In January 2006, the web search engine Google resisted requests from the U.S. Department of Justice to turn over a large amount of data, including records of all Google searches from any one-week period, partially on the grounds that it would violate their users’ privacy. This event generated widespread concern over the privacy of web search histories, and prompted many users to question the extent to which this component of their online intellectual activities might be shared with law enforcement agencies. (Indeed, it was later revealed that three other search engine providers – America Online, Yahoo and Microsoft – had previously complied with government subpoenas in the case, without public notice.) Similar concerns have arisen over commercial access to search engine histories as the vast databases of search histories held by these providers are increasingly matched up with individual searchers and demographic information from other search-related services in order to provide individually targeted search results and advertising.

The two technological systems described above - networked vehicle information systems and web search engines - represent important tools for the successful navigation of two vital spheres of mobility: physical space and cyberspace. However, they also share a reliance on the capturing and processing of personal information flows, and provide the platforms for surveillance of the person on the move. Networked vehicle information systems, which include GPS-based navigational tools, automated toll collection systems, automobile black boxes, and vehicle safety communication systems, rely on the transmission, collection and aggregation of a person’s location and vehicle telemetry data as she travels along the public highways. Similarly, web search engines, striving to provide personalized results and deliver contextually relevant advertising, depend on the monitoring and aggregation of a user’s online activities as she surfs the World Wide Web. Taken together, these two technical systems are compelling examples of the increased “everyday surveillance” (Staples, 2000) of individuals within their various spheres of mobility: networked vehicle systems constitute large-scale infrastructures enabling the widespread surveillance of drivers traveling on the public highways, while web search engines are part of a larger online information infrastructure which facilitates the monitoring and aggregation of one’s intellectual activities on the information superhighway.

The political and value implications of these infrastructures on individuals as they navigate through these spaces cannot be understated, yet they generally remain unexplored. These implications include shifts in the contextual integrity of the norms of personal information flows, challenges to the expectation of privacy in public spaces, concerns over whether one’s online intellectual activities are shared with third parties, and the potential for the “panoptic sorting” (Gandy, 1993) of citizens into disciplinary categories. Taken together, these infrastructures of everyday surveillance increasingly threaten the privacy of one’s personal information, and contribute to a rapidly emerging “soft cage” (Parenti, 2003) of everyday surveillance, a growing environment of discipline and social control.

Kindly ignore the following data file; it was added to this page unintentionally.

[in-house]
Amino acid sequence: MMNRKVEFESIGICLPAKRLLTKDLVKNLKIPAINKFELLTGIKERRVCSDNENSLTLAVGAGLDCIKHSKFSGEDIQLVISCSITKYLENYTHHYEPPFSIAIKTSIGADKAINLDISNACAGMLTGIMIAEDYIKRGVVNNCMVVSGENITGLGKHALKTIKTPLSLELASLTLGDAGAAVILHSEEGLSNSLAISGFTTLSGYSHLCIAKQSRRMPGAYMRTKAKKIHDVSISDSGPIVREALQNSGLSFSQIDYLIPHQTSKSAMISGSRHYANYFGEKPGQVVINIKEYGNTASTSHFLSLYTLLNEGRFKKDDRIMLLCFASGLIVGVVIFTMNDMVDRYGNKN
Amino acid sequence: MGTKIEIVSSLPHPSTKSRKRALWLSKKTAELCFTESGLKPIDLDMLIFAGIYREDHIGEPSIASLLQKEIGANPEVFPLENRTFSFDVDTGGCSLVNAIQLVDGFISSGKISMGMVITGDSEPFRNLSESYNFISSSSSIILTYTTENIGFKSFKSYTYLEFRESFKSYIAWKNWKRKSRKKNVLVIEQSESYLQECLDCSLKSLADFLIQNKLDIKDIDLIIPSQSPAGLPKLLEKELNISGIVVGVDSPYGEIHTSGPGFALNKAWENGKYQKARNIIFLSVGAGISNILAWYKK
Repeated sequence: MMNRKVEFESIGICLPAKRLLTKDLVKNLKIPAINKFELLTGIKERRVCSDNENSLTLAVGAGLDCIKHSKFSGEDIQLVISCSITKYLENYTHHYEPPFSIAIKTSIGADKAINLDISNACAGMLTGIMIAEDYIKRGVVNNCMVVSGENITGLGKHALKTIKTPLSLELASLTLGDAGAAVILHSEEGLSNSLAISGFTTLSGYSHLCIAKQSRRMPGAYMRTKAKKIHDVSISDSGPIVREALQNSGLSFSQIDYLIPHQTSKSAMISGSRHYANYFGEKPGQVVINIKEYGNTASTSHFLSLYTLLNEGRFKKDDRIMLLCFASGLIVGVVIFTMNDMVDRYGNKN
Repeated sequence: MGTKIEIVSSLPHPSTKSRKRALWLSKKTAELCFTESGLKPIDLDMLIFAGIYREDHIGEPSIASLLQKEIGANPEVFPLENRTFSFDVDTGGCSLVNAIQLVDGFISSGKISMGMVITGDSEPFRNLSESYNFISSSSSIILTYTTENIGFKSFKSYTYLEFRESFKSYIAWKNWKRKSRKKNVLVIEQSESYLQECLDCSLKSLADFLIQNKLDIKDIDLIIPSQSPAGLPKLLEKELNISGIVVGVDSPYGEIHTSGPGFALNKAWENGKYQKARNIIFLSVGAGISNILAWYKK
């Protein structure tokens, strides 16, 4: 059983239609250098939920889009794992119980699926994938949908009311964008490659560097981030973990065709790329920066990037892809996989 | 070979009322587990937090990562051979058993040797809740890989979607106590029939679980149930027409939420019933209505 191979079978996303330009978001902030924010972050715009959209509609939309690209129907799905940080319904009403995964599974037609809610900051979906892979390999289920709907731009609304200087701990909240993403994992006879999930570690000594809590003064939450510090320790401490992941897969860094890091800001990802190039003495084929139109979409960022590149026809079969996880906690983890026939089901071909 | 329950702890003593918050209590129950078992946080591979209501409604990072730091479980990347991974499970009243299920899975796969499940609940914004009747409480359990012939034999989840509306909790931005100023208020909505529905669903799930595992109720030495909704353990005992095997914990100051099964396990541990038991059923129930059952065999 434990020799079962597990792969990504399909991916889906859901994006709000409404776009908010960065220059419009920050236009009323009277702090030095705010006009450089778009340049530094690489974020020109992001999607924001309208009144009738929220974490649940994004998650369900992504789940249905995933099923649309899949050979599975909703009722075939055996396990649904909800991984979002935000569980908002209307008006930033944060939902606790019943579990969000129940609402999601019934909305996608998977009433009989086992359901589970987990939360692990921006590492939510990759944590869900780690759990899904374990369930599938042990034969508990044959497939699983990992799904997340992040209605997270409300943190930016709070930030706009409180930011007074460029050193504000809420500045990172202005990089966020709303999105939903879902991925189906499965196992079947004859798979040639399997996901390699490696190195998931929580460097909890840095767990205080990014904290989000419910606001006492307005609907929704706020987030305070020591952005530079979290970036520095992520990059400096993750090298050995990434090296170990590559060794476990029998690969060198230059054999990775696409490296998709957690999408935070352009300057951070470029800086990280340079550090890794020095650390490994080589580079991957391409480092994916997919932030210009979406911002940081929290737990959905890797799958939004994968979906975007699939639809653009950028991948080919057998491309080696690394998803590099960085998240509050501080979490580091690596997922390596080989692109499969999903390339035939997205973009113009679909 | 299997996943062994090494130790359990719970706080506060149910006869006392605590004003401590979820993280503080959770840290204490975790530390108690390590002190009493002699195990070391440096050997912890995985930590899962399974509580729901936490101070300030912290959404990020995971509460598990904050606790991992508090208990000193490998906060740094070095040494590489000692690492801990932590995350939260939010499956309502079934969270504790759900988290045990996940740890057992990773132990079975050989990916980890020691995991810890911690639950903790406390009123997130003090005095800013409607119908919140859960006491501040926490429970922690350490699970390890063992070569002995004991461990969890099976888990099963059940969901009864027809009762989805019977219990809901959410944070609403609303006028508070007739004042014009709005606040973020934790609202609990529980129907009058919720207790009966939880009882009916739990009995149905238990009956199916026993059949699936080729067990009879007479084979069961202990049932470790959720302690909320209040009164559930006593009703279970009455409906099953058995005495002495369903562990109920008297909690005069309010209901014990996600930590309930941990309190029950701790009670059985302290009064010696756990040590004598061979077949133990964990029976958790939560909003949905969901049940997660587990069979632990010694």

In his book Technopoly, Neil Postman warned that we tend to be “surrounded by the wondrous effects of machines and are encouraged to ignore the ideas embedded in them. Which means we become blind to the ideological meaning of our technologies” (1992, p. 94). As the ubiquity of networked vehicle systems and web search engines intensifies, it becomes increasingly difficult for users to recognize or question their political and value implications, and more tempting to simply take the design of such tools “at interface value” (Turkle, 1995, p. 103). It becomes vital, then, to heed Postman’s warning, remove the blinders, prevent the political and value implications of networked vehicle systems and web search engines from disappearing from public awareness, and to critically engage with the design communities to mitigate these unintended consequences.

To accomplish this, three things must happen:

1. Broaden conceptual understanding of privacy: Efforts must be made to broaden the conceptual understanding of privacy to fully appreciate how the introduction of these new technologies disrupt the norms of personal information flows in the contexts of their particular use. A starting point is embracing more contextually-based theories of privacy, such as Helen Nissenbaum’s formulation of privacy as “contextual integrity.” Contextual integrity is a benchmark theory of privacy where the privacy of one’s personal information is only maintained if certain norms of information flow remain undisturbed. Rather than aspiring to universal prescriptions for privacy, contextual integrity works from within the normative bounds of a particular context. If the introduction of a new technology into a particular context violates either the norms of information appropriateness or information distribution, the contextual integrity of the flow of one’s personal information has been violated.